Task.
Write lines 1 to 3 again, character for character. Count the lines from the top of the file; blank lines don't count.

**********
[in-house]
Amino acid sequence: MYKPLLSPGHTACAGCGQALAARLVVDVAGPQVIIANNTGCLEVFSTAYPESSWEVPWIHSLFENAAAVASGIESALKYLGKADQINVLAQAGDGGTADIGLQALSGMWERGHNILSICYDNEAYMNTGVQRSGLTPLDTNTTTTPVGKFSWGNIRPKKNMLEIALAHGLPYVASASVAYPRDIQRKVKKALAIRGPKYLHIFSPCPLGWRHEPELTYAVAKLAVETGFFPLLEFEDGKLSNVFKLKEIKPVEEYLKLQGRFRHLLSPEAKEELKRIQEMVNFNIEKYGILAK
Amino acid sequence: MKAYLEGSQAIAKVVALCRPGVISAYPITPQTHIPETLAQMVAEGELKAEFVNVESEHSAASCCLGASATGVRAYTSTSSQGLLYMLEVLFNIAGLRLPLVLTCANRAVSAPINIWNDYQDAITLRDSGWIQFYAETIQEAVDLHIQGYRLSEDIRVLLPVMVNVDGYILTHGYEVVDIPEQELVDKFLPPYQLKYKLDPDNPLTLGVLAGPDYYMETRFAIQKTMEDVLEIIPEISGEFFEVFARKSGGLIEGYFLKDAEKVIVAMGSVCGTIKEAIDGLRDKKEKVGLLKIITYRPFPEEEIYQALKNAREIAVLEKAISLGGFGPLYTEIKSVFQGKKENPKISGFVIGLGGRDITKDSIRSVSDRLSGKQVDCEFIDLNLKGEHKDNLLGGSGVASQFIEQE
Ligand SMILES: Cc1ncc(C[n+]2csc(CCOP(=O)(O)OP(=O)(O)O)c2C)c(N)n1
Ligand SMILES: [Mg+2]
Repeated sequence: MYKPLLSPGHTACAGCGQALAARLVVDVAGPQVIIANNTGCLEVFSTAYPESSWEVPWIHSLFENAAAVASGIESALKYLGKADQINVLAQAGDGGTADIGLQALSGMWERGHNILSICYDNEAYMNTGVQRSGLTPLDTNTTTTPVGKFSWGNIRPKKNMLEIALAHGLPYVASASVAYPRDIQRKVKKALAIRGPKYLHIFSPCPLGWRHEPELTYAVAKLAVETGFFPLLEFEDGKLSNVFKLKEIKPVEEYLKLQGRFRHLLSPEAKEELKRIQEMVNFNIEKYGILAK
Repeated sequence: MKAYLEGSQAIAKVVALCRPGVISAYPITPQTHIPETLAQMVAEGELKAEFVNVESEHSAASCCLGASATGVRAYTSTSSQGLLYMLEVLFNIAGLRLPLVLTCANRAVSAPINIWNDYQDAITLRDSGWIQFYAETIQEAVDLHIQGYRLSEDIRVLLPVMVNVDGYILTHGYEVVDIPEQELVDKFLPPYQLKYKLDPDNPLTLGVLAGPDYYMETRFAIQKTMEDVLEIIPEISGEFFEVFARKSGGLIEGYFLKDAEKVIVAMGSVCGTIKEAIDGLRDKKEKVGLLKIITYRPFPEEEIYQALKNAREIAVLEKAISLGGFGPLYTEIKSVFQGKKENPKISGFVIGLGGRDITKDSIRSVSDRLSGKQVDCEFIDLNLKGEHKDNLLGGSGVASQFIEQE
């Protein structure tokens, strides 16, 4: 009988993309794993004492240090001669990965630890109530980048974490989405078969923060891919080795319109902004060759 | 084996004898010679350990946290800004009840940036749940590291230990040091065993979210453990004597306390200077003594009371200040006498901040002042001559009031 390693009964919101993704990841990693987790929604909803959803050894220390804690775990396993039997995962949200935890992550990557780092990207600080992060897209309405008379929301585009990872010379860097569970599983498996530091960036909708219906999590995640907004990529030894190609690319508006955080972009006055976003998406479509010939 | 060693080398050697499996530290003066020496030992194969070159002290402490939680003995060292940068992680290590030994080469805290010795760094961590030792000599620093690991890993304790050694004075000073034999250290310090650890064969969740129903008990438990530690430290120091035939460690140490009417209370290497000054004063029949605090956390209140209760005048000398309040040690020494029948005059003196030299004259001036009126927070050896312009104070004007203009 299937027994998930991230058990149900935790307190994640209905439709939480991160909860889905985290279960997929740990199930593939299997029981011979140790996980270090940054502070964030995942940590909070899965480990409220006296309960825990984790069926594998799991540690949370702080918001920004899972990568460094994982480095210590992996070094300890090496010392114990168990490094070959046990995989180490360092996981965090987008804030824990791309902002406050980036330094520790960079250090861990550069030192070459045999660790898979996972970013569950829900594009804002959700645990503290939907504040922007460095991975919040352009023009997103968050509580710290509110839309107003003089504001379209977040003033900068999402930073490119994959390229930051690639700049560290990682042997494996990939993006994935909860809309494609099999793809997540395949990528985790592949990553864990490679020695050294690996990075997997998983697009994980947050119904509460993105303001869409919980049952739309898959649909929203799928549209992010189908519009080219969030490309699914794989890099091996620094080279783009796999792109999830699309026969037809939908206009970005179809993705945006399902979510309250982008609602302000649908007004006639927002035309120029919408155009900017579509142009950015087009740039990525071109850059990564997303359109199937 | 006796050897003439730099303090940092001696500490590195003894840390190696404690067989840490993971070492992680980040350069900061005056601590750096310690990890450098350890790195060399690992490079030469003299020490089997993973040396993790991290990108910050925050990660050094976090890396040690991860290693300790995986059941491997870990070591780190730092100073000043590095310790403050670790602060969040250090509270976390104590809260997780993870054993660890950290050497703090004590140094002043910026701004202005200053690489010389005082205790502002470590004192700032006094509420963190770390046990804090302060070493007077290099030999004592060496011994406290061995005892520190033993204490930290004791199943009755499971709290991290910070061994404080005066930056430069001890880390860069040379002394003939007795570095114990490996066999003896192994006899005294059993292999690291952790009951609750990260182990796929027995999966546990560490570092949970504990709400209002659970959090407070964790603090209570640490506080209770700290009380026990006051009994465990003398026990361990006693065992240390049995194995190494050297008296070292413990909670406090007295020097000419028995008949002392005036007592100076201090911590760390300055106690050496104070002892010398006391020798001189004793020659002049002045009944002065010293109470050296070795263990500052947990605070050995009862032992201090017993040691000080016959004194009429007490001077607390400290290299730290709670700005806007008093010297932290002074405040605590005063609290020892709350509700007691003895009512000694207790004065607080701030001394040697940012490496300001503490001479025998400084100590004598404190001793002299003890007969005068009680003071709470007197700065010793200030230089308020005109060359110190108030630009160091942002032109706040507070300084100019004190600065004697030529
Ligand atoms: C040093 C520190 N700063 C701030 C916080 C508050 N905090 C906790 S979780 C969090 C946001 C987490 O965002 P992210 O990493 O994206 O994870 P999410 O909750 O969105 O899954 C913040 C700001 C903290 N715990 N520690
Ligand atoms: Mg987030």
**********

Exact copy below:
[in-house]
Amino acid sequence: MYKPLLSPGHTACAGCGQALAARLVVDVAGPQVIIANNTGCLEVFSTAYPESSWEVPWIHSLFENAAAVASGIESALKYLGKADQINVLAQAGDGGTADIGLQALSGMWERGHNILSICYDNEAYMNTGVQRSGLTPLDTNTTTTPVGKFSWGNIRPKKNMLEIALAHGLPYVASASVAYPRDIQRKVKKALAIRGPKYLHIFSPCPLGWRHEPELTYAVAKLAVETGFFPLLEFEDGKLSNVFKLKEIKPVEEYLKLQGRFRHLLSPEAKEELKRIQEMVNFNIEKYGILAK
Amino acid sequence: MKAYLEGSQAIAKVVALCRPGVISAYPITPQTHIPETLAQMVAEGELKAEFVNVESEHSAASCCLGASATGVRAYTSTSSQGLLYMLEVLFNIAGLRLPLVLTCANRAVSAPINIWNDYQDAITLRDSGWIQFYAETIQEAVDLHIQGYRLSEDIRVLLPVMVNVDGYILTHGYEVVDIPEQELVDKFLPPYQLKYKLDPDNPLTLGVLAGPDYYMETRFAIQKTMEDVLEIIPEISGEFFEVFARKSGGLIEGYFLKDAEKVIVAMGSVCGTIKEAIDGLRDKKEKVGLLKIITYRPFPEEEIYQALKNAREIAVLEKAISLGGFGPLYTEIKSVFQGKKENPKISGFVIGLGGRDITKDSIRSVSDRLSGKQVDCEFIDLNLKGEHKDNLLGGSGVASQFIEQE